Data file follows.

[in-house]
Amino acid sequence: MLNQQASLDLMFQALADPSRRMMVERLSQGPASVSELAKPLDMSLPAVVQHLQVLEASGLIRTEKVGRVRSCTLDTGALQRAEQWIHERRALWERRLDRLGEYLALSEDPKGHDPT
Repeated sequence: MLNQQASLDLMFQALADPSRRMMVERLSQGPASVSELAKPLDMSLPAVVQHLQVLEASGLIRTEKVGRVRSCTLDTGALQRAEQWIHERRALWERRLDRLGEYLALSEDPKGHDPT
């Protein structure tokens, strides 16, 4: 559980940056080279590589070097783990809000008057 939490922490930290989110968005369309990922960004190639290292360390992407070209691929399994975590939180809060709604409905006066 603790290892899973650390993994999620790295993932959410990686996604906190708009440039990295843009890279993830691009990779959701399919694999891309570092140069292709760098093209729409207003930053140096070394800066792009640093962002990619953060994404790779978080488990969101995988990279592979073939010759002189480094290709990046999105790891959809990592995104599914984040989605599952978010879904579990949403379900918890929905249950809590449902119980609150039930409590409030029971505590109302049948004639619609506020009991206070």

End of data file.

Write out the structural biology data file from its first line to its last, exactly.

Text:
[in-house]
Amino acid sequence: MLNQQASLDLMFQALADPSRRMMVERLSQGPASVSELAKPLDMSLPAVVQHLQVLEASGLIRTEKVGRVRSCTLDTGALQRAEQWIHERRALWERRLDRLGEYLALSEDPKGHDPT
Repeated sequence: MLNQQASLDLMFQALADPSRRMMVERLSQGPASVSELAKPLDMSLPAVVQHLQVLEASGLIRTEKVGRVRSCTLDTGALQRAEQWIHERRALWERRLDRLGEYLALSEDPKGHDPT
């Protein structure tokens, strides 16, 4: 559980940056080279590589070097783990809000008057 939490922490930290989110968005369309990922960004190639290292360390992407070209691929399994975590939180809060709604409905006066 603790290892899973650390993994999620790295993932959410990686996604906190708009440039990295843009890279993830691009990779959701399919694999891309570092140069292709760098093209729409207003930053140096070394800066792009640093962002990619953060994404790779978080488990969101995988990279592979073939010759002189480094290709990046999105790891959809990592995104599914984040989605599952978010879904579990949403379900918890929905249950809590449902119980609150039930409590409030029971505590109302049948004639619609506020009991206070």